What's Eirgt to do?
Go to the spot where people speed of course. Also known as a speed trap. Is Eirgt going to go a residential area in front of a school where a low number of drivers speed as most determine their speed intuitively? No! He's going straight to that spot where the speed limit is too low, or just before the sign changing the limit. That way he can hand out 35 tickets, and be in the good books once again. His Sgt probably even tells him that if he gets all 35 he can take lunch at the end of the shift and go home early.
So you, the public are out driving and get pulled into that speed trap. Were you speeding? Yes. Was this enforcement action the result of an interest in public safety, though? If it was it would be in an area where kids are running around. It will, however, be framed in the interest of safety, but at its core this enforcement is a top down approach to police officers maintaining promotion ability.
You're getting tickets so cops can get promoted.
Now imagine a world where the Special Investigations Unit, the organization that investigates police misconduct, actually compete against each other to see which investigator can charge the most police officers. Outrage would follow. Police unions would go decry this blatant transgression against the brave men and women of law enforcement. How can you gamify charging cops? How is that fair? Wouldn't that incentivize the charging of cops, throwing discretion out the window? Doesn't sound too fair to me, either. But what if I told you that this is exactly what cops do with handing you tickets?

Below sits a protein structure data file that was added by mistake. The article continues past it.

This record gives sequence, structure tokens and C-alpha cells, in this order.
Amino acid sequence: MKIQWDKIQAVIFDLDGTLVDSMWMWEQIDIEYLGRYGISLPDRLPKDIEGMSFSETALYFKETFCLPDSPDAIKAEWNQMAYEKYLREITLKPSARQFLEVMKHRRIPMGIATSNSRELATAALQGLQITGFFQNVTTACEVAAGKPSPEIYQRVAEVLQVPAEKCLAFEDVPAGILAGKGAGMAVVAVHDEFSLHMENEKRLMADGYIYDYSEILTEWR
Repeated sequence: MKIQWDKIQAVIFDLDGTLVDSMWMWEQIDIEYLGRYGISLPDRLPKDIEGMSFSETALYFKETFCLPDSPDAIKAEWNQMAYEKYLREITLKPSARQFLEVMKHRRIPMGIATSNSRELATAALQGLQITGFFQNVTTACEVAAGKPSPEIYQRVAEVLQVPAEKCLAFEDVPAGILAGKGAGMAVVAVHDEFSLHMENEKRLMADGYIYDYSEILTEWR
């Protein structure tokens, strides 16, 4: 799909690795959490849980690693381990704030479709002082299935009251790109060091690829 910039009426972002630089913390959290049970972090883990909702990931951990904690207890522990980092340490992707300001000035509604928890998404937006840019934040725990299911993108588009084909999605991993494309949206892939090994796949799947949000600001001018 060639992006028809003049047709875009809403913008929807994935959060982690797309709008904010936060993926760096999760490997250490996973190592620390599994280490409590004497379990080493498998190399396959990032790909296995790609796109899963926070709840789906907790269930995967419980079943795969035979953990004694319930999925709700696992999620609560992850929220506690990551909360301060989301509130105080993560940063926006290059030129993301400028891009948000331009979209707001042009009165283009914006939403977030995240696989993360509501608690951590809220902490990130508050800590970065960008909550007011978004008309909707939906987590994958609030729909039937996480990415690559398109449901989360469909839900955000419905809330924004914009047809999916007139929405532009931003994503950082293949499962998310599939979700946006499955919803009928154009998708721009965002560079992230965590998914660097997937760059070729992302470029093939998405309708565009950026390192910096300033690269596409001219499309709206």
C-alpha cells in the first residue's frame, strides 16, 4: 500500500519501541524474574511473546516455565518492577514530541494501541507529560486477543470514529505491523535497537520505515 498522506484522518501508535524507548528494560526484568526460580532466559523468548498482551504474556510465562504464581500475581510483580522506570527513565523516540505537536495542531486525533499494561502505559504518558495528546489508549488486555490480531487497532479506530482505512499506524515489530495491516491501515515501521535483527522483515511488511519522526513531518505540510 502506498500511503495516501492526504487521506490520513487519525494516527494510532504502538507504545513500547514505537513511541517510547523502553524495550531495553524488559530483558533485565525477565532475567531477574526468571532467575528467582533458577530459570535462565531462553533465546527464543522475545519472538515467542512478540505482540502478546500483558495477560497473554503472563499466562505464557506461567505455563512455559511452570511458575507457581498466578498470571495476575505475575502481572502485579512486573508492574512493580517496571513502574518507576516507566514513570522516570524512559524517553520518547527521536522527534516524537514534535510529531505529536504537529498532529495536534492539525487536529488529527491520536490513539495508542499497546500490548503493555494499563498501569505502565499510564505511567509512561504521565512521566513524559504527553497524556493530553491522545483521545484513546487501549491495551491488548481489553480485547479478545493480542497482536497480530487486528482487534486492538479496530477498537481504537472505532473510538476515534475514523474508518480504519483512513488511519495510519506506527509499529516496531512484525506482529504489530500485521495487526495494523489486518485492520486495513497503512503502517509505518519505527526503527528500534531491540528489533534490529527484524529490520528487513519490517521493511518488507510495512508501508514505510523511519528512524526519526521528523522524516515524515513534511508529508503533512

Indeed it is, they compete with each other on the basis of tickets handed out. Not on the basis of making people happy, or education, or peaceful and effective solutions. Just tickets. At a divisional level, the Superintendents compete with each other, and preach the ticket evangel to the subordinates, in order to be number one in the Service.
Division A has more than Division B, let's get out there and give more tickets!
This system also exists at a Squad level (the shift of too few officers that cover a division). Let's say Squad 1 has 300 tickets this year and Squad 2 only has 100. Squad 2 will get told that this is unacceptable and as a way of motivating more tickets into the quota, they are told to let Squad 1's success drive the desire to give more tickets. So it sounds like officers are put in a position where they really really really want to give out tickets. But tickets are a means to an end, and not the only one. Education is one means, but it will obviously rarely be used as there's no education quota.
In my opinion, the very existence of this unknown system nullifies the validity of the tickets handed out by the Hamilton Police. Several police services have tried a similar system with arrests, it didn't go so well for them.
What can you do about this?
Knowledge is power. Empower yourself. Don't argue with cops who are padding their quotas, don't escalate. The officer handing you that ticket has little to do with the problem, and that officer is not the causality. Few officers actually want to give out tickets, the ones that do aren't well liked by their coworkers.
As much as the police want to take part in youtube challenges to feign participation in society, they are anomalous to progressive behaviour.
It will take a complete culture change in the police, starting at the top, to start seeing the police as a constructive force in our country.
Thanks for reading,
- Josh Coulter